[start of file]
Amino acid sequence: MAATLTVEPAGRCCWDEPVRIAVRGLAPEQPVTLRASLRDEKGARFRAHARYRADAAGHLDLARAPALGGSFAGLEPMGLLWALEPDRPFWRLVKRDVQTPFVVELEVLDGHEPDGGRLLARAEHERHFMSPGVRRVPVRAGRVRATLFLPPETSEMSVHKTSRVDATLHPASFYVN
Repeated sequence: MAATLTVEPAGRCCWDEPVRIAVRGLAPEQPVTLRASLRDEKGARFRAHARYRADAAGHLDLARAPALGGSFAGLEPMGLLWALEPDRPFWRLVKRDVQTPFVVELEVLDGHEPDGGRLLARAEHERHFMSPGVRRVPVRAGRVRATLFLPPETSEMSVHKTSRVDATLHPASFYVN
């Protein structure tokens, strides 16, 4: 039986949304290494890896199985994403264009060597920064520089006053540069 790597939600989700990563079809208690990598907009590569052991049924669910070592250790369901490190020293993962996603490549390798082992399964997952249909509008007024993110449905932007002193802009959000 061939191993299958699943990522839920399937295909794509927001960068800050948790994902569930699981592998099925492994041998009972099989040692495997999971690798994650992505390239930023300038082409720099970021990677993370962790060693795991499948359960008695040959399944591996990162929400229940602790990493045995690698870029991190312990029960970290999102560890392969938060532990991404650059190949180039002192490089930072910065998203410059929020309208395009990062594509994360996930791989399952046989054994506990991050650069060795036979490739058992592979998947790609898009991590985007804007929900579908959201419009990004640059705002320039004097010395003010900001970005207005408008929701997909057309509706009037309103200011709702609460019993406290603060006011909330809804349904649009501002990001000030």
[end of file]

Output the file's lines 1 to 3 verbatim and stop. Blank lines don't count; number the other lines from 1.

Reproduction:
Amino acid sequence: MAATLTVEPAGRCCWDEPVRIAVRGLAPEQPVTLRASLRDEKGARFRAHARYRADAAGHLDLARAPALGGSFAGLEPMGLLWALEPDRPFWRLVKRDVQTPFVVELEVLDGHEPDGGRLLARAEHERHFMSPGVRRVPVRAGRVRATLFLPPETSEMSVHKTSRVDATLHPASFYVN
Repeated sequence: MAATLTVEPAGRCCWDEPVRIAVRGLAPEQPVTLRASLRDEKGARFRAHARYRADAAGHLDLARAPALGGSFAGLEPMGLLWALEPDRPFWRLVKRDVQTPFVVELEVLDGHEPDGGRLLARAEHERHFMSPGVRRVPVRAGRVRATLFLPPETSEMSVHKTSRVDATLHPASFYVN
């Protein structure tokens, strides 16, 4: 039986949304290494890896199985994403264009060597920064520089006053540069 790597939600989700990563079809208690990598907009590569052991049924669910070592250790369901490190020293993962996603490549390798082992399964997952249909509008007024993110449905932007002193802009959000 061939191993299958699943990522839920399937295909794509927001960068800050948790994902569930699981592998099925492994041998009972099989040692495997999971690798994650992505390239930023300038082409720099970021990677993370962790060693795991499948359960008695040959399944591996990162929400229940602790990493045995690698870029991190312990029960970290999102560890392969938060532990991404650059190949180039002192490089930072910065998203410059929020309208395009990062594509994360996930791989399952046989054994506990991050650069060795036979490739058992592979998947790609898009991590985007804007929900579908959201419009990004640059705002320039004097010395003010900001970005207005408008929701997909057309509706009037309103200011709702609460019993406290603060006011909330809804349904649009501002990001000030």